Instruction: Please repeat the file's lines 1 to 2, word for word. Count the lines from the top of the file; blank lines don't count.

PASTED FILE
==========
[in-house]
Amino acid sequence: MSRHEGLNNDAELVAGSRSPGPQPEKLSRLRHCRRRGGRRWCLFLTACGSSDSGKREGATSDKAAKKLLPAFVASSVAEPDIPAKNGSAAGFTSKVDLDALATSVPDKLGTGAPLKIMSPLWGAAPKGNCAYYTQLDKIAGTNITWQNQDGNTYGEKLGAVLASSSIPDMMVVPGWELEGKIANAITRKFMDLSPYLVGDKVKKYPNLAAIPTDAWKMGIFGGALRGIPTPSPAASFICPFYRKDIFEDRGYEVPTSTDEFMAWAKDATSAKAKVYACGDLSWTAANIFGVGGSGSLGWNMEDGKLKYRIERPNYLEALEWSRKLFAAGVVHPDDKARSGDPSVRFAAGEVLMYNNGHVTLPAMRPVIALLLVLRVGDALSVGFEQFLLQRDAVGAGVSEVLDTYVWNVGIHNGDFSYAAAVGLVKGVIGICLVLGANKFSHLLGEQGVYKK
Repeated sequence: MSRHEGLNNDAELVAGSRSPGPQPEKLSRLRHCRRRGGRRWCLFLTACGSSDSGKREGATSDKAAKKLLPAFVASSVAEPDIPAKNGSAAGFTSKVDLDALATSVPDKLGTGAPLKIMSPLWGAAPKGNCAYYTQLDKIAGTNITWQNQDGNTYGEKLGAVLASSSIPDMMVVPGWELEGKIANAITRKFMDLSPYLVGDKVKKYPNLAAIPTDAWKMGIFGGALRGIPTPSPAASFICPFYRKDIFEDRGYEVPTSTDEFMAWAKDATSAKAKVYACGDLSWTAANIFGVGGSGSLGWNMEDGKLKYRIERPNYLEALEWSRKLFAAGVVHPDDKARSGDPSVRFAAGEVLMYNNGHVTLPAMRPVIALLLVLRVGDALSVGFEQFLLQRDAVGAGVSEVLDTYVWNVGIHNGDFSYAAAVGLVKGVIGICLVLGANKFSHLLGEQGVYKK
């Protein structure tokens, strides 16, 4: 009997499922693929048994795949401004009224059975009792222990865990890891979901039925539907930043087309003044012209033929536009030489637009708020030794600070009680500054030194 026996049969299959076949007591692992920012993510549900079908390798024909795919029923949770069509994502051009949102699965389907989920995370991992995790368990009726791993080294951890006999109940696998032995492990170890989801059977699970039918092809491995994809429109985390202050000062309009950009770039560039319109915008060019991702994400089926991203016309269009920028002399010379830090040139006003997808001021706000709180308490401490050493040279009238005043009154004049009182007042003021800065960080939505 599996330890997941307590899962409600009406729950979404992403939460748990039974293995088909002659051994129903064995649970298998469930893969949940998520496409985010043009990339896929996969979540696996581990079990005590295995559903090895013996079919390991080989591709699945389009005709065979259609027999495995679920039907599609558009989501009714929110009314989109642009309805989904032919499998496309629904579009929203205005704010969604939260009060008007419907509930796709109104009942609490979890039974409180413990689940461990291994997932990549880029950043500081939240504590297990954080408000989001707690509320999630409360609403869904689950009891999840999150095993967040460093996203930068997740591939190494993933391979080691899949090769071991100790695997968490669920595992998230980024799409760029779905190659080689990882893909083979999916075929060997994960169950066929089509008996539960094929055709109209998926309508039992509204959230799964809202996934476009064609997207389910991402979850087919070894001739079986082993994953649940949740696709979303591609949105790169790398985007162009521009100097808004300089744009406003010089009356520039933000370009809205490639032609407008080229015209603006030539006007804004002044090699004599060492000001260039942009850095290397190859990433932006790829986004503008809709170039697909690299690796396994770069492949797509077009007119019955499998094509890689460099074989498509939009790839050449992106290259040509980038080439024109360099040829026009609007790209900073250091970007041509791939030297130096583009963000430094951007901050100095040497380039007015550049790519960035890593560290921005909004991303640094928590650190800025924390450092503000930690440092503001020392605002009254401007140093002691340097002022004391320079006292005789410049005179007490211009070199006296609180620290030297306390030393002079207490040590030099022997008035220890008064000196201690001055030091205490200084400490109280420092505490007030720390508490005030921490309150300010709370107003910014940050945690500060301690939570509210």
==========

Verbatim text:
[in-house]
Amino acid sequence: MSRHEGLNNDAELVAGSRSPGPQPEKLSRLRHCRRRGGRRWCLFLTACGSSDSGKREGATSDKAAKKLLPAFVASSVAEPDIPAKNGSAAGFTSKVDLDALATSVPDKLGTGAPLKIMSPLWGAAPKGNCAYYTQLDKIAGTNITWQNQDGNTYGEKLGAVLASSSIPDMMVVPGWELEGKIANAITRKFMDLSPYLVGDKVKKYPNLAAIPTDAWKMGIFGGALRGIPTPSPAASFICPFYRKDIFEDRGYEVPTSTDEFMAWAKDATSAKAKVYACGDLSWTAANIFGVGGSGSLGWNMEDGKLKYRIERPNYLEALEWSRKLFAAGVVHPDDKARSGDPSVRFAAGEVLMYNNGHVTLPAMRPVIALLLVLRVGDALSVGFEQFLLQRDAVGAGVSEVLDTYVWNVGIHNGDFSYAAAVGLVKGVIGICLVLGANKFSHLLGEQGVYKK